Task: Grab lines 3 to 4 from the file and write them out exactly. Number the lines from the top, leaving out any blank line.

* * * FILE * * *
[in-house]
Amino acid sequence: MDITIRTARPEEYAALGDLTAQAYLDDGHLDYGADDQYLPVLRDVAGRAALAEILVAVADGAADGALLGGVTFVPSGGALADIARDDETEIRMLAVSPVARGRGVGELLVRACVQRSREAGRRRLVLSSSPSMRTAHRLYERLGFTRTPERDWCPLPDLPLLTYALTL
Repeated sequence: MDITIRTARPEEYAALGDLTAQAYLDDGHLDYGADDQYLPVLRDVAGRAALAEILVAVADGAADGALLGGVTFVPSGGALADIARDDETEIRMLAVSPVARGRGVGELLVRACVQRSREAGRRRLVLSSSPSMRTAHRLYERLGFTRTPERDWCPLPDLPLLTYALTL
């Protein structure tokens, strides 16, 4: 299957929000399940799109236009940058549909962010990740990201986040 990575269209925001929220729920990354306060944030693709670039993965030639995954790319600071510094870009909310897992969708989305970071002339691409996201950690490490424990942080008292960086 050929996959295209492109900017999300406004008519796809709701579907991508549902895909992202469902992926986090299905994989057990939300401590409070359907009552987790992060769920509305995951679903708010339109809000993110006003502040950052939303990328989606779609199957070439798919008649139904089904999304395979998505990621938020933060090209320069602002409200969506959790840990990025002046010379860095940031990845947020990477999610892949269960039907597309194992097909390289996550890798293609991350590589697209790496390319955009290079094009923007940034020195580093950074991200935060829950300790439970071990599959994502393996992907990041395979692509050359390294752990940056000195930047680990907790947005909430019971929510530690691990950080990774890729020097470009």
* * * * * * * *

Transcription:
Repeated sequence: MDITIRTARPEEYAALGDLTAQAYLDDGHLDYGADDQYLPVLRDVAGRAALAEILVAVADGAADGALLGGVTFVPSGGALADIARDDETEIRMLAVSPVARGRGVGELLVRACVQRSREAGRRRLVLSSSPSMRTAHRLYERLGFTRTPERDWCPLPDLPLLTYALTL
């Protein structure tokens, strides 16, 4: 299957929000399940799109236009940058549909962010990740990201986040 990575269209925001929220729920990354306060944030693709670039993965030639995954790319600071510094870009909310897992969708989305970071002339691409996201950690490490424990942080008292960086 050929996959295209492109900017999300406004008519796809709701579907991508549902895909992202469902992926986090299905994989057990939300401590409070359907009552987790992060769920509305995951679903708010339109809000993110006003502040950052939303990328989606779609199957070439798919008649139904089904999304395979998505990621938020933060090209320069602002409200969506959790840990990025002046010379860095940031990845947020990477999610892949269960039907597309194992097909390289996550890798293609991350590589697209790496390319955009290079094009923007940034020195580093950074991200935060829950300790439970071990599959994502393996992907990041395979692509050359390294752990940056000195930047680990907790947005909430019971929510530690691990950080990774890729020097470009």